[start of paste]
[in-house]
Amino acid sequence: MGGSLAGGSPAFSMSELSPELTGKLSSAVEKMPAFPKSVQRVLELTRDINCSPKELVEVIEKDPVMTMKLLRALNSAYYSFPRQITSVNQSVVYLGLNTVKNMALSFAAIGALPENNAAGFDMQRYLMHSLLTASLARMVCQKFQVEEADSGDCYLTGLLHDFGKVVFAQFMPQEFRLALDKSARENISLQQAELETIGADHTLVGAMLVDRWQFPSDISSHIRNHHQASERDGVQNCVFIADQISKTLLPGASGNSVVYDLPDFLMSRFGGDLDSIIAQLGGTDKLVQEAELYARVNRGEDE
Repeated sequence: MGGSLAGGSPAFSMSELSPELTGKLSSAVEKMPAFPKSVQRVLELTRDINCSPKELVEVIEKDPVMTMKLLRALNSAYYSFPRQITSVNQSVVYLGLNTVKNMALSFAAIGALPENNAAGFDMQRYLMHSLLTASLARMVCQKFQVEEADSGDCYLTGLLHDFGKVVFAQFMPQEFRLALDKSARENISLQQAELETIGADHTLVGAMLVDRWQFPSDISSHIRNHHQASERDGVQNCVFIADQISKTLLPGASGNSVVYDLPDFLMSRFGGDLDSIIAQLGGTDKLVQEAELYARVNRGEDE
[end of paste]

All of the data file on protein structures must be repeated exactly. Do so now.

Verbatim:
[in-house]
Amino acid sequence: MGGSLAGGSPAFSMSELSPELTGKLSSAVEKMPAFPKSVQRVLELTRDINCSPKELVEVIEKDPVMTMKLLRALNSAYYSFPRQITSVNQSVVYLGLNTVKNMALSFAAIGALPENNAAGFDMQRYLMHSLLTASLARMVCQKFQVEEADSGDCYLTGLLHDFGKVVFAQFMPQEFRLALDKSARENISLQQAELETIGADHTLVGAMLVDRWQFPSDISSHIRNHHQASERDGVQNCVFIADQISKTLLPGASGNSVVYDLPDFLMSRFGGDLDSIIAQLGGTDKLVQEAELYARVNRGEDE
Repeated sequence: MGGSLAGGSPAFSMSELSPELTGKLSSAVEKMPAFPKSVQRVLELTRDINCSPKELVEVIEKDPVMTMKLLRALNSAYYSFPRQITSVNQSVVYLGLNTVKNMALSFAAIGALPENNAAGFDMQRYLMHSLLTASLARMVCQKFQVEEADSGDCYLTGLLHDFGKVVFAQFMPQEFRLALDKSARENISLQQAELETIGADHTLVGAMLVDRWQFPSDISSHIRNHHQASERDGVQNCVFIADQISKTLLPGASGNSVVYDLPDFLMSRFGGDLDSIIAQLGGTDKLVQEAELYARVNRGEDE